Law simplifying trademark applications in effect from today
Changes mean ‘more efficiency’, Minister for Business Heather Humphreys says
In Europe, a trade mark can be registered either at national level or EU level. Photograph: iStock
An EU directive to simplify trademark law has been introduced in the Republic in a move the Department of Business, Enterprise and Innovation believes will lead to lower costs for applicants.
In what is the first major reform of trademark law in Ireland for more than 20 years, the directive transposed into Irish law modernises the trademark system in Europe and harmonises national laws across member states.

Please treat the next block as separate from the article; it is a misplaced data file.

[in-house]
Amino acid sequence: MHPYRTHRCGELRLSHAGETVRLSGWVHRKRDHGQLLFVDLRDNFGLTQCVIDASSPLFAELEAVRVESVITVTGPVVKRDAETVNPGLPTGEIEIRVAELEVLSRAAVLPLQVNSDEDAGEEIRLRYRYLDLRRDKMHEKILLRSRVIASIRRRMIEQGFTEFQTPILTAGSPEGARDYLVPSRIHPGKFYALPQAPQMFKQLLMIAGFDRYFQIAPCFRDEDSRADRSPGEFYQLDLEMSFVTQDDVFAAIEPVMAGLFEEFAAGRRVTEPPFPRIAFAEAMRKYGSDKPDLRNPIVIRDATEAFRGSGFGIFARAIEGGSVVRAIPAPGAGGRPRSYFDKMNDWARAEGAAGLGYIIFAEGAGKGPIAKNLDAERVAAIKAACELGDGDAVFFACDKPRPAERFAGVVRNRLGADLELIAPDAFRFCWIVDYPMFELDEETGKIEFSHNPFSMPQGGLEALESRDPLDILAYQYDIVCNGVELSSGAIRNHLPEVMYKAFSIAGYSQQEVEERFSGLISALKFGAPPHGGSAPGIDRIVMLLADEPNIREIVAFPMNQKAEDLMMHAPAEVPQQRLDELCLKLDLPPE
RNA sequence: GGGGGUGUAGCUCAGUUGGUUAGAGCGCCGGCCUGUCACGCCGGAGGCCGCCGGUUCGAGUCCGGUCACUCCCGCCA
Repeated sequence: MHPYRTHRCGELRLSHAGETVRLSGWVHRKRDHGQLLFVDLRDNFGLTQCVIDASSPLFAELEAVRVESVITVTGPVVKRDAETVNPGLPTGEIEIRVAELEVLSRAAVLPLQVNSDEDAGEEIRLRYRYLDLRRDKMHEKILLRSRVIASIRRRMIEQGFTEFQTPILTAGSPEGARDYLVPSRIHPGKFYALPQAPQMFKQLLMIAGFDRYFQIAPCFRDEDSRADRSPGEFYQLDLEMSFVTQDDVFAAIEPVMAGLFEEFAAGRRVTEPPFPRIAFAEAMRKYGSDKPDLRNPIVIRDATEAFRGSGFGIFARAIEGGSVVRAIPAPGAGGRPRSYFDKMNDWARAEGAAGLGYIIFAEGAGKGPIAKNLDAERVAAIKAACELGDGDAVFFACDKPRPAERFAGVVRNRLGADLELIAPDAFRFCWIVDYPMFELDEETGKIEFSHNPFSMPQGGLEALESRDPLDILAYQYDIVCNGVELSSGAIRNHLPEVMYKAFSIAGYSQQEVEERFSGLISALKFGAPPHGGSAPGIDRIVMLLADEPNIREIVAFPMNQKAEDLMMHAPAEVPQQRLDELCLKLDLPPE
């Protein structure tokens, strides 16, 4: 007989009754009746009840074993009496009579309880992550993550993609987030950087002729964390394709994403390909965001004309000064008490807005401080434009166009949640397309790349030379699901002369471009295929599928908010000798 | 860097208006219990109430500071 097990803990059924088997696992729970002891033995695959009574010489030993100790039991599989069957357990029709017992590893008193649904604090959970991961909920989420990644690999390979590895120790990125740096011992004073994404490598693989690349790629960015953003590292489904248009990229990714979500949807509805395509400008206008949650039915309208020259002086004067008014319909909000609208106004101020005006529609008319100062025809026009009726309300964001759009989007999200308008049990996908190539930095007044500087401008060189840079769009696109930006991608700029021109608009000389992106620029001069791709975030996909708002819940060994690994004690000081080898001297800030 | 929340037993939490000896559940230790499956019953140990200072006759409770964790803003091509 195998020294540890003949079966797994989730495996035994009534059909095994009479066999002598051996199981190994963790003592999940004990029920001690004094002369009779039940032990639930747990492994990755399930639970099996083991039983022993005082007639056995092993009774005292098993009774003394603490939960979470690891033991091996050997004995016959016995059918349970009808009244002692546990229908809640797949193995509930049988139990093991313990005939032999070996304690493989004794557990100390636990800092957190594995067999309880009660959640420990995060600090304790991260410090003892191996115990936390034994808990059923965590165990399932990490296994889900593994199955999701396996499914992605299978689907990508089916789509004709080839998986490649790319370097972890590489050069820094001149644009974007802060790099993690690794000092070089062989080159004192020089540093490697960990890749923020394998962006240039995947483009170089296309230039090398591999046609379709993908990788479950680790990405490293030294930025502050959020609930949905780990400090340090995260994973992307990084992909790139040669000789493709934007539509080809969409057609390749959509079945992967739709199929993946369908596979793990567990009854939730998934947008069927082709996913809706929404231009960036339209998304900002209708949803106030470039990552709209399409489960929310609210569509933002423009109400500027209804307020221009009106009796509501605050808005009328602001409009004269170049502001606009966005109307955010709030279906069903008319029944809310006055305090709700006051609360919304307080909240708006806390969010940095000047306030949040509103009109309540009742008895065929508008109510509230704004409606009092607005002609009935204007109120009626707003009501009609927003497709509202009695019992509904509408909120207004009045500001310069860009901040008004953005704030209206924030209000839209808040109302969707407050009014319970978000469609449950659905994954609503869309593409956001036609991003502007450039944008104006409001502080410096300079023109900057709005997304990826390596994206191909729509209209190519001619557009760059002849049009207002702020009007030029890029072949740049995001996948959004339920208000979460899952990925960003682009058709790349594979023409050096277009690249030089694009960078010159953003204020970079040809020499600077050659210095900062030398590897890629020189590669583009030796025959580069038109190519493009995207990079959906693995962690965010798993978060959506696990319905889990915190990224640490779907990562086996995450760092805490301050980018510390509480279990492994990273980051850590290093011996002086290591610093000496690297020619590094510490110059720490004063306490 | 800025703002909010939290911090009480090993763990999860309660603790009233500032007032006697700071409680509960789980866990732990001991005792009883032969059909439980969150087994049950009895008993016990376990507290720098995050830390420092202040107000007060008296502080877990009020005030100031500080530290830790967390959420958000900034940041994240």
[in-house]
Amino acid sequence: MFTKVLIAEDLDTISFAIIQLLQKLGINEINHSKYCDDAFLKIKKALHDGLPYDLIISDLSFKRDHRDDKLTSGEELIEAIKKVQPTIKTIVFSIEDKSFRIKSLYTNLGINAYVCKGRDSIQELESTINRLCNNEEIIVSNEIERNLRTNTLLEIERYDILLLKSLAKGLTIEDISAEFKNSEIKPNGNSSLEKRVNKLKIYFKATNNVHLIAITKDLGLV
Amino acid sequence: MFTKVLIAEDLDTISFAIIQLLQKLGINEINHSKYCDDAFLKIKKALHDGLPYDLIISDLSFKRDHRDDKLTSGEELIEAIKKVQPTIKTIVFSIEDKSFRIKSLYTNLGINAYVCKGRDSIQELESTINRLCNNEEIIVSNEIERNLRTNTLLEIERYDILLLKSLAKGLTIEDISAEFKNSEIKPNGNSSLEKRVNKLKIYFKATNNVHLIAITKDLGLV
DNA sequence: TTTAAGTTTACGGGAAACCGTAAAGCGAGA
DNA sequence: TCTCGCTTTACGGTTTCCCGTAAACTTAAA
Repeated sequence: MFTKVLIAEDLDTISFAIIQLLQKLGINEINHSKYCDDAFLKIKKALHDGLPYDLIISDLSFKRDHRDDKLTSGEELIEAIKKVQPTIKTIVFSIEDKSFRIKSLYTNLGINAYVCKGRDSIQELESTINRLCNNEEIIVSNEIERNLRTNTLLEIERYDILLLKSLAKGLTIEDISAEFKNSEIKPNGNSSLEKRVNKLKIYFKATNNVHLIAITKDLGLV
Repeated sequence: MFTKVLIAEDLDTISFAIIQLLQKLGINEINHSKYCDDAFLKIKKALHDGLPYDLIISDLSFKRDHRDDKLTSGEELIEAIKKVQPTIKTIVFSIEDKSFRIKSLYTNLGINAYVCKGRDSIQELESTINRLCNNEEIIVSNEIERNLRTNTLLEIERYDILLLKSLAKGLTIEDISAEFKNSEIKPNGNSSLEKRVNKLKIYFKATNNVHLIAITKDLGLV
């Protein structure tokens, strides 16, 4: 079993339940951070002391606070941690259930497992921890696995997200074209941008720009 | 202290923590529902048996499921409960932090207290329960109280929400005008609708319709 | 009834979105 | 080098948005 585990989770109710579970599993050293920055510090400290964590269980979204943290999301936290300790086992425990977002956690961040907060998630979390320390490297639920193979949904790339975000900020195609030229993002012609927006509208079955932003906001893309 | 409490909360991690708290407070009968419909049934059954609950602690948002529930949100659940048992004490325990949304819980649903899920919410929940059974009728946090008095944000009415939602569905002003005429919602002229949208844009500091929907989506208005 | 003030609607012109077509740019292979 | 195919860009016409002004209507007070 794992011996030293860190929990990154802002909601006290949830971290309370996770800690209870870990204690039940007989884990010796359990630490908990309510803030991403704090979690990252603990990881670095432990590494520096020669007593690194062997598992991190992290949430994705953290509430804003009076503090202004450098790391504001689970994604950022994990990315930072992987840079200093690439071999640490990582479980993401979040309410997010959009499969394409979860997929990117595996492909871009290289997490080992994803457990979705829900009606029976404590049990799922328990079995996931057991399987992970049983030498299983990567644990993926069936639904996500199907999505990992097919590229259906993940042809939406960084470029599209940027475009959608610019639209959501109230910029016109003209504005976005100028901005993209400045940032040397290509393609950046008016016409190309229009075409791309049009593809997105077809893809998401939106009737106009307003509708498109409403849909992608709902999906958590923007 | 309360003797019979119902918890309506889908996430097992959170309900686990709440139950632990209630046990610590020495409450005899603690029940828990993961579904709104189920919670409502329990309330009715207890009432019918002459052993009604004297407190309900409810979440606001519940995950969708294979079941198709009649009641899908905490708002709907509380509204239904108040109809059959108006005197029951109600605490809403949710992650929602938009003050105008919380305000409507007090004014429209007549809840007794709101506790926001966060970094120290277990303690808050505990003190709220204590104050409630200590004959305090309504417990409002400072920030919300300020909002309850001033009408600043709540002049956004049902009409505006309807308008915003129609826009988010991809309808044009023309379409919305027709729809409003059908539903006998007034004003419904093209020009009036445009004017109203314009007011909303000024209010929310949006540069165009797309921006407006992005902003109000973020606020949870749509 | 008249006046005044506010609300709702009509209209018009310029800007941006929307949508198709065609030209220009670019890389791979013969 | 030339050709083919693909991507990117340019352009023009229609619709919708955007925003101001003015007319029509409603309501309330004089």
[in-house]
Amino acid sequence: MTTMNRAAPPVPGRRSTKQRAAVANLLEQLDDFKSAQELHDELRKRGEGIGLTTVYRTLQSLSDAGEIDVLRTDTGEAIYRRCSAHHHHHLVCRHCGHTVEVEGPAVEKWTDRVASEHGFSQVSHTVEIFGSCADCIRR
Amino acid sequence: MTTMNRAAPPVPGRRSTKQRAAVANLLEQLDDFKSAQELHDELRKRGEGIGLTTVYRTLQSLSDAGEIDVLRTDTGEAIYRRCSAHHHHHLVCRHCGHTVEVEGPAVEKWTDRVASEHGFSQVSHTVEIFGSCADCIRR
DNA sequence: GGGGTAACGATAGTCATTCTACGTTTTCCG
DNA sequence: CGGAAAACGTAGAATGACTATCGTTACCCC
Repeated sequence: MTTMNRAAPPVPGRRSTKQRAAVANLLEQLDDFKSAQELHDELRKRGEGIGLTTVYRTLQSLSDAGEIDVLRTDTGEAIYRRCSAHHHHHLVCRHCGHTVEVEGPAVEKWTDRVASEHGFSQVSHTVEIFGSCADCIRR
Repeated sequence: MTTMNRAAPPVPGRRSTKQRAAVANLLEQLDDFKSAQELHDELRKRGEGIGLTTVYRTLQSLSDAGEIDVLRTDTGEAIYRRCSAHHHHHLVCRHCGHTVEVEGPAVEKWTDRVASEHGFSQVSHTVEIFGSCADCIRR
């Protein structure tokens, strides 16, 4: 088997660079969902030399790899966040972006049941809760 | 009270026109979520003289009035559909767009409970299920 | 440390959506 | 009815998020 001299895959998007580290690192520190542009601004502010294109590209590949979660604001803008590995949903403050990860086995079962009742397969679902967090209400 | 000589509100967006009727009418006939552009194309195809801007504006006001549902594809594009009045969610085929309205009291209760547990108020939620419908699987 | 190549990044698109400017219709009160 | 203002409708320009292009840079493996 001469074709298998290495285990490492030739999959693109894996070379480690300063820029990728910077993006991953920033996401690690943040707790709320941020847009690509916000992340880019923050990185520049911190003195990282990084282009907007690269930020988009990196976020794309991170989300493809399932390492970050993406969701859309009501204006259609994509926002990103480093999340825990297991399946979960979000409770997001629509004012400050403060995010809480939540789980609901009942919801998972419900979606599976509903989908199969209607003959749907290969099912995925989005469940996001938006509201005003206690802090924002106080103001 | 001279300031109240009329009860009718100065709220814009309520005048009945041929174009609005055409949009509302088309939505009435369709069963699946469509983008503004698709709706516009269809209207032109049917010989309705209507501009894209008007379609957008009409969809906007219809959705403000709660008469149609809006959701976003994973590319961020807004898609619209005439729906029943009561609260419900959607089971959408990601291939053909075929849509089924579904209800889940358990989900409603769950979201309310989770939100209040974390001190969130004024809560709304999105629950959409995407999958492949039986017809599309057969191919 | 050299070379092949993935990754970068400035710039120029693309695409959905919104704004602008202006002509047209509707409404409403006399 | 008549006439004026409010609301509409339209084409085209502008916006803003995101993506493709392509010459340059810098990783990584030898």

Minister for Business, Enterprise and Innovation Heather Humphreys said the reforms are designed to make trademark law fit for the challenges of business in the 21st century.
“They include a wide range of innovations, both legal and technical, which will mean more efficiency for businesses. In practice, this translates into lower costs, greater predictability and more legal certainty,” she said.
In Europe, a trade mark can be registered either at national level or EU level. And while small businesses have increasingly been applying for trademarks, they tend to prefer national systems, the department said.
The introduction of the new system allows for co-operation between national intellectual property offices and the EU system.
The four statutory instruments required to transpose the law came into effect on Monday.